Jerilyn Fisher - Senior Mortgage Loan Officer

Harris Financial Corporation
1115 North Leroy Street --- Fenton, Michigan 48430 --- (810) 750-8200
"Big City Solutions - Small Town Service"

Saturday, June 03, 2006

The Price of Children

This is just too good not to pass on to all. Something absolutely positive for a change. I have repeatedly seen the breakdown of the cost of raising a child, but this is the first time I have seen the rewards listed this way. It's nice ...

The government recently calculated the cost of raising a child from birth to 18 and came up with $160,140 for a middle income family. Talk about sticker shock! That doesn't even touch college tuition.

But $160,140 isn't so bad if you break it down.

It translates into:

* $8,896.66 a year,

* $741.38 a month, or

* $171.08 a week.

* That's a mere $24.24 a day!

* Just over a dollar an hour.

What do you get for your $160,140?

* Naming rights. First, middle, and last!

* Glimpses of God every day.

* Giggles under the covers every night.

* More love than your heart can hold.

* Butterfly kisses and Velcro hugs.

* Endless wonder over rocks, ants, clouds, and warm cookies.

* A hand to hold, usually covered with jelly or chocolate.

* A partner for blowing bubbles, flying kites

* Someone to laugh yourself silly with, no matter what the boss said or how your stocks performed that day.

For $160,140, you never have to grow up. You get to:

* finger-paint,

* carve pumpkins,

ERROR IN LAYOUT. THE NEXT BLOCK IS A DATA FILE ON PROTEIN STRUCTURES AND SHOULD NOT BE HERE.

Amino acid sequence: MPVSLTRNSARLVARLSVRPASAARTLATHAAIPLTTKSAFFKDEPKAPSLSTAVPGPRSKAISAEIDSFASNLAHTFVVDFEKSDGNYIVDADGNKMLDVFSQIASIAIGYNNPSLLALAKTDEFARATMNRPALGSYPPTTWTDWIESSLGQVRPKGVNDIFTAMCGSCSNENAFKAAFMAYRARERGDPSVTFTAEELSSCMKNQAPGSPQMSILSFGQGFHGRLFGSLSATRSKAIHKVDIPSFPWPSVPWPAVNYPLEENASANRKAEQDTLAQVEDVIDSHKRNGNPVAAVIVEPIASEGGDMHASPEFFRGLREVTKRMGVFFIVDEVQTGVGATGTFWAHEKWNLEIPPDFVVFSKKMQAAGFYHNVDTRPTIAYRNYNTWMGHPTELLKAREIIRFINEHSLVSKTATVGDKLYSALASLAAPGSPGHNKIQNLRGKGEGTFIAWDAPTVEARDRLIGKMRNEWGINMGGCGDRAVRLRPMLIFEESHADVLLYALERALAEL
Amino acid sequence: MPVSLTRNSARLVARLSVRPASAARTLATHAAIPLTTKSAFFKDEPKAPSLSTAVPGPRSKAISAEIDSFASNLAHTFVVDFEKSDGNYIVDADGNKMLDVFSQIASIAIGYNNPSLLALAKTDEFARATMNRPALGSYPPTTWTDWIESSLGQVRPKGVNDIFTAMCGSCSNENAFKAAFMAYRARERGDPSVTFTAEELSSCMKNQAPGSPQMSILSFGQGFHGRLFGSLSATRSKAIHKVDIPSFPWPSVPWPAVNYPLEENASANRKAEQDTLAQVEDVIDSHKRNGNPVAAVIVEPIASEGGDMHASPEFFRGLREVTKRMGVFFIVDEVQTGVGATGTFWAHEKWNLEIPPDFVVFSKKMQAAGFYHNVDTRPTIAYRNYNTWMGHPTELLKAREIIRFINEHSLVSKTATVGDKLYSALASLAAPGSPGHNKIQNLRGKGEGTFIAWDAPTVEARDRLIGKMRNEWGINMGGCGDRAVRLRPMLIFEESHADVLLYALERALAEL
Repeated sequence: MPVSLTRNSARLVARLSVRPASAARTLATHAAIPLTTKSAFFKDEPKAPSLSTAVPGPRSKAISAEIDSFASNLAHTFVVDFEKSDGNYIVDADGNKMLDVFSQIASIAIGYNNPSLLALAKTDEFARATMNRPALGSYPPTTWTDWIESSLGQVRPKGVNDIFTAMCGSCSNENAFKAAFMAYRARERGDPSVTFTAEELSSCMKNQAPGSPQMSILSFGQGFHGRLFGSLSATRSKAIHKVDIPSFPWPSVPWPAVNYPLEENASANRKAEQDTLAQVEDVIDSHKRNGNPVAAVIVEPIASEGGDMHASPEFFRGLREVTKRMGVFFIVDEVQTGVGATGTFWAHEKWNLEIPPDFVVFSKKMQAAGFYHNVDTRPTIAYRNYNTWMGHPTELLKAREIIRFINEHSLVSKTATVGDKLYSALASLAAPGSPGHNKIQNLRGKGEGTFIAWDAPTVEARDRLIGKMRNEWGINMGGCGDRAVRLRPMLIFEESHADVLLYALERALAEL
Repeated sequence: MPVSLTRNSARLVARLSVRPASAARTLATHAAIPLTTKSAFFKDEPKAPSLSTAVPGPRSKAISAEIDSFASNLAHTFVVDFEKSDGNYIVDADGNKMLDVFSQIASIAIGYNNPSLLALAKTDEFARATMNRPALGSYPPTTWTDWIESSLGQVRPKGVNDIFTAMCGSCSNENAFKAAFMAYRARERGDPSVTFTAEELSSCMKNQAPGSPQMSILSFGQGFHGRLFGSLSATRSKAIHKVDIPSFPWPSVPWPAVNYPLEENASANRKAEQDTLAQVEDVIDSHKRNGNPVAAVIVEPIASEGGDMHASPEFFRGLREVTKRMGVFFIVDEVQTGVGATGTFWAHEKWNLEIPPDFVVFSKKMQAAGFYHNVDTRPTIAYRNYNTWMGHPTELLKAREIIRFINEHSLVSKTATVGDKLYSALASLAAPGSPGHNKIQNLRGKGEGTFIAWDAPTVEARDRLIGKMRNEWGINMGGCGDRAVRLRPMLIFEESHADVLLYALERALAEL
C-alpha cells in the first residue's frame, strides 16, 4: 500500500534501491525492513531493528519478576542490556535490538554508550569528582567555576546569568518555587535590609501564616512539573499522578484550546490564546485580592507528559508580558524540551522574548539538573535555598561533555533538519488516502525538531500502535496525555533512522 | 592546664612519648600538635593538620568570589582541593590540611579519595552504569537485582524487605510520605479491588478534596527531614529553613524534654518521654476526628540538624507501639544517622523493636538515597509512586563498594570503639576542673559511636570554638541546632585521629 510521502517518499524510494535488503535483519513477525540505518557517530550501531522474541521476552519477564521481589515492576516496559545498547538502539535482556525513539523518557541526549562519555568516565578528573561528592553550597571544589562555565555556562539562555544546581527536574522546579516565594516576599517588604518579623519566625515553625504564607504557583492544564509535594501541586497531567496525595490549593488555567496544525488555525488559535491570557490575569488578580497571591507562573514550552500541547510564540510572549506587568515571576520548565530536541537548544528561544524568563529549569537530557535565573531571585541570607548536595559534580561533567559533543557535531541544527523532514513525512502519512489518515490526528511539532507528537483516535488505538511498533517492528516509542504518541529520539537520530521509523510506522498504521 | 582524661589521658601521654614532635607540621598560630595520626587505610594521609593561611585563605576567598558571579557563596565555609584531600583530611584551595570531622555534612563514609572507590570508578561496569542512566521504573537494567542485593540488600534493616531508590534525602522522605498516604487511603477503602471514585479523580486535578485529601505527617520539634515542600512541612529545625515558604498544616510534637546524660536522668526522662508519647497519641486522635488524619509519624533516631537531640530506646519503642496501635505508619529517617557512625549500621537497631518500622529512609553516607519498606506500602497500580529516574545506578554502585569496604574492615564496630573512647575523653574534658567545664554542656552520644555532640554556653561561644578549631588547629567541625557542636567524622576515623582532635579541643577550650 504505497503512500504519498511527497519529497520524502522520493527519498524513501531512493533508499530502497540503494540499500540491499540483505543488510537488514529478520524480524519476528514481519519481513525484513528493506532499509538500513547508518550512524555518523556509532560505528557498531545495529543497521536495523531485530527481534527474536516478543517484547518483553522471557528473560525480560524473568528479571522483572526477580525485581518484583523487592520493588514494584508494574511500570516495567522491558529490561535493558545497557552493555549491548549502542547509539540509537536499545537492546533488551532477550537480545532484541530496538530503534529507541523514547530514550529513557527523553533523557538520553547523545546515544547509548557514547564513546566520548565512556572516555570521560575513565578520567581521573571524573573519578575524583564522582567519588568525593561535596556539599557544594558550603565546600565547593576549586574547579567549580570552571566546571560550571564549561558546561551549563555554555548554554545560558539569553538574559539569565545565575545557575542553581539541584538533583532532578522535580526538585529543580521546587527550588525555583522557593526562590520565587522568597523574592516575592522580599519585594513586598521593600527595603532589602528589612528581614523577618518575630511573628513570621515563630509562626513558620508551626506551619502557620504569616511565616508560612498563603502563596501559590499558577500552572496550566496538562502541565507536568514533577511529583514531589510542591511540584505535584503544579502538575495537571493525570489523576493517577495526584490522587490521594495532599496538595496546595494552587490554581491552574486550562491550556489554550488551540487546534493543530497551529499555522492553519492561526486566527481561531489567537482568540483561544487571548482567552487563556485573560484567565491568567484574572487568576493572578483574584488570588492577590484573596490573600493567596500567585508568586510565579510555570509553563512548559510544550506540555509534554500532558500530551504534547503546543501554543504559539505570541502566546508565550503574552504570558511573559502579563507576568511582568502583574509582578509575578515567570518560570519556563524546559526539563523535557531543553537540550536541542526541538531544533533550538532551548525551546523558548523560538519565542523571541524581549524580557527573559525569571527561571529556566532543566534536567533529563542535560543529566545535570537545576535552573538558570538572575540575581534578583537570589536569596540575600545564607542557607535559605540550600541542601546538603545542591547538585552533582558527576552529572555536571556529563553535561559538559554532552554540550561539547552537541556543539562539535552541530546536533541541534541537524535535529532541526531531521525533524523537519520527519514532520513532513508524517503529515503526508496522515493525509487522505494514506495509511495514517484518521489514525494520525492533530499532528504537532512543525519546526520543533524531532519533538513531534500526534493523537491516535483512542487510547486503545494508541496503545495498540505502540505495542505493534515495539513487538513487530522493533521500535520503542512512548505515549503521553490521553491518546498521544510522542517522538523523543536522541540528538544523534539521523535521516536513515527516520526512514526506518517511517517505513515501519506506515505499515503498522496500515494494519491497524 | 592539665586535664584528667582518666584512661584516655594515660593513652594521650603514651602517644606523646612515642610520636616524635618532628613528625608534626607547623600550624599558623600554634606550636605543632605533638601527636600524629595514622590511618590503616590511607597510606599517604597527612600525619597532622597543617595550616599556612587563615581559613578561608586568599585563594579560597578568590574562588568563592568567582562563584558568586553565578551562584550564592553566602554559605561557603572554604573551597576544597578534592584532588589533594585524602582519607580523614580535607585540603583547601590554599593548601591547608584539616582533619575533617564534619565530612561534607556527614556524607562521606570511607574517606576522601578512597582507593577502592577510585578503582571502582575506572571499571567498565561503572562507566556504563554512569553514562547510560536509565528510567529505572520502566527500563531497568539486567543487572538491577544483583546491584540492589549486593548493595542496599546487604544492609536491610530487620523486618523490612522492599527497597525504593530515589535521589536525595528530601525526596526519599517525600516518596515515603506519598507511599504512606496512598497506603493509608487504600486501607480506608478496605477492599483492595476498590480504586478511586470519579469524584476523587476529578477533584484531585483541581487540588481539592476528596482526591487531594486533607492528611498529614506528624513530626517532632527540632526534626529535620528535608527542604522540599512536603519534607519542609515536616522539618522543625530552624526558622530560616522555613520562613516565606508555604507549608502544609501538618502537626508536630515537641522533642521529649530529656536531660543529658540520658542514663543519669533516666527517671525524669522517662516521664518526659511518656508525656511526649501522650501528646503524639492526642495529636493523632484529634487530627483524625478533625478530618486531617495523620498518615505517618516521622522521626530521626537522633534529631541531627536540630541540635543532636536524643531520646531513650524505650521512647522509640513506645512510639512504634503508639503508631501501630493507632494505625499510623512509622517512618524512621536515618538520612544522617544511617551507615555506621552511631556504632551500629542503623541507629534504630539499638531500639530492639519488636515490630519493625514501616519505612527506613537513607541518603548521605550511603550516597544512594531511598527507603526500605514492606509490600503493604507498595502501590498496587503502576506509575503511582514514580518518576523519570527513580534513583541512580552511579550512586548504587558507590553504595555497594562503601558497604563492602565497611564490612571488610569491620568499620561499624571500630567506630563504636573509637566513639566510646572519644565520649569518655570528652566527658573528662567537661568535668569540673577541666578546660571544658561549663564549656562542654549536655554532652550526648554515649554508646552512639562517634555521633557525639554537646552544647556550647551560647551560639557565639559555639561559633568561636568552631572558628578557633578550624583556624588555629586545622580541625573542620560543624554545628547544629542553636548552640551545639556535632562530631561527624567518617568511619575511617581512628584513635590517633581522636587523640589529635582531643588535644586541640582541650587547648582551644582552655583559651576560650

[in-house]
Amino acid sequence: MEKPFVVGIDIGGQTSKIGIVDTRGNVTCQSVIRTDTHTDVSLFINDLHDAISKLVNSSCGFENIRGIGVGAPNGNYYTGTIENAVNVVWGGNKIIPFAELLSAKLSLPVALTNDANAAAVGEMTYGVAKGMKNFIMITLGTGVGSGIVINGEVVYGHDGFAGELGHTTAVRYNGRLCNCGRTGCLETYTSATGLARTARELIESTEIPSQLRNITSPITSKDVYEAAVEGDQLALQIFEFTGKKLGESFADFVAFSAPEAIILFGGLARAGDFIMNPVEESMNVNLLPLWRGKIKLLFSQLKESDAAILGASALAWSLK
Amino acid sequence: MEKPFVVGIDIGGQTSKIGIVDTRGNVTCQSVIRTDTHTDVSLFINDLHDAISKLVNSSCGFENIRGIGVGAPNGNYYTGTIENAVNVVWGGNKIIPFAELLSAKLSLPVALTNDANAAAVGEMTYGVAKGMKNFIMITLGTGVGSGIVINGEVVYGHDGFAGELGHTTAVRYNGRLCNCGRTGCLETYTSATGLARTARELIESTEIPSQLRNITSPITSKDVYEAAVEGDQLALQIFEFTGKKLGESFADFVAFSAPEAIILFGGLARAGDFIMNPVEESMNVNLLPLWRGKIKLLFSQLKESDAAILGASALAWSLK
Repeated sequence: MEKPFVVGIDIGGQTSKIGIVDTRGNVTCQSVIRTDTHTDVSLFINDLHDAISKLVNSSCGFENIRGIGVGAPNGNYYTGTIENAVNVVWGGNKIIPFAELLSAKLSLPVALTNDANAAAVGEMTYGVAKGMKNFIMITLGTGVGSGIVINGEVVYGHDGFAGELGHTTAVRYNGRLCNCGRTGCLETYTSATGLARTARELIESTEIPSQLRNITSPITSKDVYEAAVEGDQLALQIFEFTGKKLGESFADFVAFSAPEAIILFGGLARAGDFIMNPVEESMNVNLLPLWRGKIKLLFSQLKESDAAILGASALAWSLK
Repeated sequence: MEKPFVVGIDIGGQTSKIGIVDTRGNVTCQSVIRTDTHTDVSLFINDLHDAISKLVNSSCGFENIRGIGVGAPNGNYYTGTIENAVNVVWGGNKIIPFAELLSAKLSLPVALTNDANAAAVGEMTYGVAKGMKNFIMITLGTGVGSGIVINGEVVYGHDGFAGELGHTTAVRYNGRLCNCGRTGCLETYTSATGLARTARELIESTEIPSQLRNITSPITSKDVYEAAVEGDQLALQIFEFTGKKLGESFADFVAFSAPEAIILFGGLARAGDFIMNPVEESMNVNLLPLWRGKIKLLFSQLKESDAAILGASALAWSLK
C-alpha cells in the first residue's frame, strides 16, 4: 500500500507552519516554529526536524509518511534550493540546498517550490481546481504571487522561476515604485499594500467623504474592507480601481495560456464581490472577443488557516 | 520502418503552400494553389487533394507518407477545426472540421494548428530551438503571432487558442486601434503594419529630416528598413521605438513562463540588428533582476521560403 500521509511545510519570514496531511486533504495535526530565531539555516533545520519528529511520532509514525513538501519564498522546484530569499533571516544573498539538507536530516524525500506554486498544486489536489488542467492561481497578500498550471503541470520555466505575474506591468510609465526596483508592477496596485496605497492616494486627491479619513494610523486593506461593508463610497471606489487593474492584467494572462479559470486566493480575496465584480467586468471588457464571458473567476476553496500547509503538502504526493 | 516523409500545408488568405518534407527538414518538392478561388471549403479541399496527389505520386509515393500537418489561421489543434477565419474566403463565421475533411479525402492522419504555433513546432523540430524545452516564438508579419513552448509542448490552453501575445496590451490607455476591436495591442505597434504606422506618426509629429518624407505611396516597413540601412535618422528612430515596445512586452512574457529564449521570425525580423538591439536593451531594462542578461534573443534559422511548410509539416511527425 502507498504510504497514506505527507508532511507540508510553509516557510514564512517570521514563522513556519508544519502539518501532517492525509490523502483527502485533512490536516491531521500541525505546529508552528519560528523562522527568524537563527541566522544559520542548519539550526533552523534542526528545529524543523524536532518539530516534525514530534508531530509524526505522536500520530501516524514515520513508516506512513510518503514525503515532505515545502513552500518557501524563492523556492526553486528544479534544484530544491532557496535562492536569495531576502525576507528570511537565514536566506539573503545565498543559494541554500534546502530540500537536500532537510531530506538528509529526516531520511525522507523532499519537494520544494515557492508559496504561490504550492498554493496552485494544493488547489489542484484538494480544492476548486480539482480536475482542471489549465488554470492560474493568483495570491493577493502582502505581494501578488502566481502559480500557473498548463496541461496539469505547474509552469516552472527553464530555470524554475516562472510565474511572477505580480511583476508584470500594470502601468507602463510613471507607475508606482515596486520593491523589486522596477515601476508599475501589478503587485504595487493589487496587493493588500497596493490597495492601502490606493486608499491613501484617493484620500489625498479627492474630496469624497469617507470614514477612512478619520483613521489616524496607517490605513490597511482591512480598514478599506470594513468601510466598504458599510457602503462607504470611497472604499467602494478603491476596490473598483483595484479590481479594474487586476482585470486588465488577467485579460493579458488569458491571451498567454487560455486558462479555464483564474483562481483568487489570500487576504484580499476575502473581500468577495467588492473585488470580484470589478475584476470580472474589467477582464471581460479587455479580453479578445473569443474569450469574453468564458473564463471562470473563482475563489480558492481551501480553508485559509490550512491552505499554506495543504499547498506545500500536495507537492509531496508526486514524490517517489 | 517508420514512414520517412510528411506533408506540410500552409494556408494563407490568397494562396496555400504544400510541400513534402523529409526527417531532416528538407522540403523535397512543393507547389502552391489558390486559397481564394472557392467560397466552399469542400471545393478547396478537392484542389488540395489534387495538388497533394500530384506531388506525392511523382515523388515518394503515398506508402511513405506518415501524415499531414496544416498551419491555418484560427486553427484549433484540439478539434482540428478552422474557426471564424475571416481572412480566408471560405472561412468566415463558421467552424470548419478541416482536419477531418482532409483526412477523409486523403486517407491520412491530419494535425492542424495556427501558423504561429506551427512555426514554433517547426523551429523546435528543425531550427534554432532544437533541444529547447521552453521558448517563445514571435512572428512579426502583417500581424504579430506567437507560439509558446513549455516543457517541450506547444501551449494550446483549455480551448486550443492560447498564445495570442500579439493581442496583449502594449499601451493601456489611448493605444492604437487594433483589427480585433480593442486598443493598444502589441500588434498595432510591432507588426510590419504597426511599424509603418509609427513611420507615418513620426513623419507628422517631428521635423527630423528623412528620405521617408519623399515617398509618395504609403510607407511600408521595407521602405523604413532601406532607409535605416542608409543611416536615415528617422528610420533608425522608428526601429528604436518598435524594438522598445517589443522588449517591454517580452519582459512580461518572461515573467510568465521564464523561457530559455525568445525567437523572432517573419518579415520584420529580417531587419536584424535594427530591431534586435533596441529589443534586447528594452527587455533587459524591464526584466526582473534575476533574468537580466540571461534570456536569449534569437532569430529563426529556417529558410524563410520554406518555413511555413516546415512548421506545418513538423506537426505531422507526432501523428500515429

* play hide-and-seek,

* catch lightning bugs, and

* never stop believing in Santa Claus.

You have an excuse to:

* keep reading the Adventures of Piglet and Pooh,

* watching Saturday morning cartoons,

* going to Disney movies, and

* wishing on stars.

* You get to frame rainbows, hearts, and flowers under refrigerator magnets and collect spray painted noodle wreaths for Christmas, hand prints set in clay for Mother's Day, and cards with backward letters for Father's Day.

For $160,140, there is no greater bang for your buck. You get to be a
hero just for:

* retrieving a Frisbee off the garage roof,

* taking the training wheels off a bike,

* removing a splinter,

* filling a wading pool,

* coaxing a wad of gum out of bangs, and coaching a baseball team that never wins but always gets treated to ice cream regardless.

You get a front row seat to history to witness the:

* first step,

* first word,

* first bra,

* first date, and

* first time behind the wheel.